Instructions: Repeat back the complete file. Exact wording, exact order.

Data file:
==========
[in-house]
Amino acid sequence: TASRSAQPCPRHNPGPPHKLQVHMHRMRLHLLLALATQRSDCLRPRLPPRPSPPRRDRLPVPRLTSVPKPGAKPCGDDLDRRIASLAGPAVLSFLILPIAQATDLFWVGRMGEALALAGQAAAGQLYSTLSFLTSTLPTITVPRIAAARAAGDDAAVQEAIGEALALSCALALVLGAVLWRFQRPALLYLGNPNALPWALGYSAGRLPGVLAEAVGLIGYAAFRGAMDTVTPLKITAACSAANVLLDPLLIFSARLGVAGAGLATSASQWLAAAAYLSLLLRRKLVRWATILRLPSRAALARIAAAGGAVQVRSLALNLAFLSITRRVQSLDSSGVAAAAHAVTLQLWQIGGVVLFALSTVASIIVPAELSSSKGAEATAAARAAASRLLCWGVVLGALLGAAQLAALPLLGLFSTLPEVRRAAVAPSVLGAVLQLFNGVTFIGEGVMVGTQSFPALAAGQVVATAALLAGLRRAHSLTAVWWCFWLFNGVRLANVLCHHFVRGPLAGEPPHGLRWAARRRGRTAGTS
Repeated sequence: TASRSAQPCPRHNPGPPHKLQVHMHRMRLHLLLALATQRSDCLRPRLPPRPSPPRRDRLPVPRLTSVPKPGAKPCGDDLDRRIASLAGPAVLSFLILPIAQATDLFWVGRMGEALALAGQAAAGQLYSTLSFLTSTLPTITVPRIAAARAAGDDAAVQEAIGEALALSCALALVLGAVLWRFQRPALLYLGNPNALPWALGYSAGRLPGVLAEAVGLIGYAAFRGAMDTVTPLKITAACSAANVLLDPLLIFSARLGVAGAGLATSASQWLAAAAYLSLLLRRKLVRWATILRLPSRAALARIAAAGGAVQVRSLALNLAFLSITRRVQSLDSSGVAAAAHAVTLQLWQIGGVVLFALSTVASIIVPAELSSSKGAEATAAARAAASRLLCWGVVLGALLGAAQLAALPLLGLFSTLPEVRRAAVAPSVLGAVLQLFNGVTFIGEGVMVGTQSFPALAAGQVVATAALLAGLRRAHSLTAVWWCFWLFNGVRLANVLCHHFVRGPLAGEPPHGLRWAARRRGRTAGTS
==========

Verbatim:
[in-house]
Amino acid sequence: TASRSAQPCPRHNPGPPHKLQVHMHRMRLHLLLALATQRSDCLRPRLPPRPSPPRRDRLPVPRLTSVPKPGAKPCGDDLDRRIASLAGPAVLSFLILPIAQATDLFWVGRMGEALALAGQAAAGQLYSTLSFLTSTLPTITVPRIAAARAAGDDAAVQEAIGEALALSCALALVLGAVLWRFQRPALLYLGNPNALPWALGYSAGRLPGVLAEAVGLIGYAAFRGAMDTVTPLKITAACSAANVLLDPLLIFSARLGVAGAGLATSASQWLAAAAYLSLLLRRKLVRWATILRLPSRAALARIAAAGGAVQVRSLALNLAFLSITRRVQSLDSSGVAAAAHAVTLQLWQIGGVVLFALSTVASIIVPAELSSSKGAEATAAARAAASRLLCWGVVLGALLGAAQLAALPLLGLFSTLPEVRRAAVAPSVLGAVLQLFNGVTFIGEGVMVGTQSFPALAAGQVVATAALLAGLRRAHSLTAVWWCFWLFNGVRLANVLCHHFVRGPLAGEPPHGLRWAARRRGRTAGTS
Repeated sequence: TASRSAQPCPRHNPGPPHKLQVHMHRMRLHLLLALATQRSDCLRPRLPPRPSPPRRDRLPVPRLTSVPKPGAKPCGDDLDRRIASLAGPAVLSFLILPIAQATDLFWVGRMGEALALAGQAAAGQLYSTLSFLTSTLPTITVPRIAAARAAGDDAAVQEAIGEALALSCALALVLGAVLWRFQRPALLYLGNPNALPWALGYSAGRLPGVLAEAVGLIGYAAFRGAMDTVTPLKITAACSAANVLLDPLLIFSARLGVAGAGLATSASQWLAAAAYLSLLLRRKLVRWATILRLPSRAALARIAAAGGAVQVRSLALNLAFLSITRRVQSLDSSGVAAAAHAVTLQLWQIGGVVLFALSTVASIIVPAELSSSKGAEATAAARAAASRLLCWGVVLGALLGAAQLAALPLLGLFSTLPEVRRAAVAPSVLGAVLQLFNGVTFIGEGVMVGTQSFPALAAGQVVATAALLAGLRRAHSLTAVWWCFWLFNGVRLANVLCHHFVRGPLAGEPPHGLRWAARRRGRTAGTS